The Buddha 108' project has been conceptualized and supported by the collaboration of three non-profit organizations; The Lamdon Foundation, The Linhart Foundation, and the Tibet Open House. This project is the first of its kind in the Kargil District and will serve to promote peaceful co-existence and preservation of traditional wisdom for the well being of humanity.
The project goal is to support the preservation and growth of the unique culture, traditions, language, sustainable way of life and architecture of this remote, tradtional Tibetan Buddhist community.
The motivation for the project was inspired by the three main commitments of His Holiness the 14th Dalai Lama and his words.
Preservation of Tibetan Culture
"Down the ages, human beings have constructed monuments in religious celebration. Whether the participants were skilled craftsmen or simple laborers or contributed in another way, they created merit, the cause of future peace and happiness for those who came afterward. Such constructions have been the source of continued inspiration. The Jokhang, the principal temple of Lhasa, for example, remains to this day a major pilgrimage for hundreds of thousand of Tibetans. Here in India, the Mahabodhi Temple and celebrated statue it contains of Buddha Shakyamuni, are an inspiration to millions of Buddhists all over the world."
Mulbekh, or "Silver Hill", is the last Buddhist village before the bustling town of Kargil in the Mulbekh Valley in northern Kashmir. The altitude in this harshly remote area is 3500 m above sea level with temperatures varying fom -30 C (in winter) to +30 C (in summer), with over 300 sunny days each year.
In the past, Mulbekh was home to the King of Ladakh, and is, to this day, home to many sacred sites and monasteries. There are breathtaking stories about flying monks and brave achievements of kings in the rich history of this sacred region. The local community is strongly connected to their history and wants to ensure that their unique culture and traditions are maintained for future generations.
The Visionary and the Sculptor
Samphel is not only a gifted artist, chef, and carpenter but he is also the main visionary and catalyst for the Buddha 108' project. He is an active member of the LSWS in Mulbekh, where he is the head of the Buddhism/Dharma division. As a Minority Counsellor, he has represented his community and his progressive idea to the local government in Kargil. Samphel is proud of his Ladakhi culture and traditions and he strives to respect and preserve them.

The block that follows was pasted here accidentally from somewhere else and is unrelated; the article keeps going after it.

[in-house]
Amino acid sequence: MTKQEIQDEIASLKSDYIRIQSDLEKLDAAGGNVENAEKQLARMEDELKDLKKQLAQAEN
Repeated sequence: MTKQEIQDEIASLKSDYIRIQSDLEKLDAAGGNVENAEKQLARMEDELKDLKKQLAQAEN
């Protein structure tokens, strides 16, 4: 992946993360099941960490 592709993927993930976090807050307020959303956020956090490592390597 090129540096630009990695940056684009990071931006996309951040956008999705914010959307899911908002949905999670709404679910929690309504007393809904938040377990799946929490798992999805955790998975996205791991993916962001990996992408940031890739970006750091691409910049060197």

Chhemet is the lead sculptor of the Buddha statue and one of the most respected Ladakhi sculptors. He is the son of Shilpa Guru Nawang Tsering, a distinguished Ladakhi sculptor whose statues reside in the Hemis and Thiksi Monasteries. In 1988, Chhemet was admitted to The Institute of Buddhist Studies where he studied traditional Tibetan sculpting and painting. Since graduating, he has worked as a sculptor in Ladakh and throughout India. In the last five years, he has been teaching traditional Tibetan sculpting and painting in Braunshwick, Germany.
The Design and Construction
The concept is based on the local community's need to have a place which can fulfill preservation and support of their unique culture and tradtions, while also supporting local economic development. The main feature of the project is the 108 ft (33 m) high Buddha statue on the roof of the monastery-type building. The first floor will house small private meditation rooms. The second floor is designed for accomodations for teachers, lecturers, and students. The third floor, will include a museum of Tibetan Buddhism and Ladakhi culture, and assembly hall for gathering of the local community. The Thron Gonpa, will be a sacred place dedicated to Buddhist rituals, and storing of Buddhist texts.
This building will serve as a place where the local community can gather for Buddhist teachings, public meditations, workshops, seminars, exhibitions an art performances and more.
The Lamdon Foundation
The Linhart Foundation
In 2014, board member from The Linhart Foundation had the unique opportunity to meet with the local community and learn about traditional Ladakhi culture. Since their inaugural visit, The Linhart Foundation has deepened and developed their relationship with the Ladakh community and helped in the planning, designing and funding of the Buddha 108' project.